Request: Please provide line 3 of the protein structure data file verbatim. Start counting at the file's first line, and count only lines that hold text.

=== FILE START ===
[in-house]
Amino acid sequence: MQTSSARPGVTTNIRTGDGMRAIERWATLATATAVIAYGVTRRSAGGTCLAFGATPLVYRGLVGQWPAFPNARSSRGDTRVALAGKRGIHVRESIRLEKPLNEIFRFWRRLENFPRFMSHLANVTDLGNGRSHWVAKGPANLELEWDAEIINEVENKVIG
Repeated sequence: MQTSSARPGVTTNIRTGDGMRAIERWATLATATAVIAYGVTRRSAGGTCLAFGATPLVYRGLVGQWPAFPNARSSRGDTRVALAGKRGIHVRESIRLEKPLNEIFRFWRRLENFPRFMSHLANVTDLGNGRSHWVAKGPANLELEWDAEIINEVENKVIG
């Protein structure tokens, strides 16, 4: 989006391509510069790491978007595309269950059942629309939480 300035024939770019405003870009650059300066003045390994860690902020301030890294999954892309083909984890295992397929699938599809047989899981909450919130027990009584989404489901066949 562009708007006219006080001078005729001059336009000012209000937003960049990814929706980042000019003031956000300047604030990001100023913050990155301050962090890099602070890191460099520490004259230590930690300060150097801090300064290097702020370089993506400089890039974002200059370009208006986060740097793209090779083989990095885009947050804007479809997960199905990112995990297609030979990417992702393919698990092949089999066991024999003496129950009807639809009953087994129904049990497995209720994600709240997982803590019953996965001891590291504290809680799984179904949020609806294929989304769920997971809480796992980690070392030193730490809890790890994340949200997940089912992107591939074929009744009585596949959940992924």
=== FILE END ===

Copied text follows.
Repeated sequence: MQTSSARPGVTTNIRTGDGMRAIERWATLATATAVIAYGVTRRSAGGTCLAFGATPLVYRGLVGQWPAFPNARSSRGDTRVALAGKRGIHVRESIRLEKPLNEIFRFWRRLENFPRFMSHLANVTDLGNGRSHWVAKGPANLELEWDAEIINEVENKVIG